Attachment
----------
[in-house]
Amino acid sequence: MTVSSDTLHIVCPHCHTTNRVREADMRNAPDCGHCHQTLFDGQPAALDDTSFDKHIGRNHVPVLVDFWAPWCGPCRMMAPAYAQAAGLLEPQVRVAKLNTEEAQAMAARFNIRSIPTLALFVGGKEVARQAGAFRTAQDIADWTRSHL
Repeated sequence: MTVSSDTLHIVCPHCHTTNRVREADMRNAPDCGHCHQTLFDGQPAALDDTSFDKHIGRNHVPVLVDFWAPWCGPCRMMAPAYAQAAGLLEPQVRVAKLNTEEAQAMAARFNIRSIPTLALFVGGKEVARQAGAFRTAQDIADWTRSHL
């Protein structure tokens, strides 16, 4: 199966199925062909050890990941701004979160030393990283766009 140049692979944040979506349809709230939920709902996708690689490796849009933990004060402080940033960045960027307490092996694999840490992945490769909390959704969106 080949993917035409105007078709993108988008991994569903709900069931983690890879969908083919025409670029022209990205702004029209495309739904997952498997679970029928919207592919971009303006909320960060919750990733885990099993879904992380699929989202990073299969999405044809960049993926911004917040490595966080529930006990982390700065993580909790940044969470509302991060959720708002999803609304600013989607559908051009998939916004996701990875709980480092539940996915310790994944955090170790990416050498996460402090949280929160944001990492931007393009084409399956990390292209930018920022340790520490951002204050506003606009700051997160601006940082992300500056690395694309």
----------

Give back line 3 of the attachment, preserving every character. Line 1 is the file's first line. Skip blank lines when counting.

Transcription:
Repeated sequence: MTVSSDTLHIVCPHCHTTNRVREADMRNAPDCGHCHQTLFDGQPAALDDTSFDKHIGRNHVPVLVDFWAPWCGPCRMMAPAYAQAAGLLEPQVRVAKLNTEEAQAMAARFNIRSIPTLALFVGGKEVARQAGAFRTAQDIADWTRSHL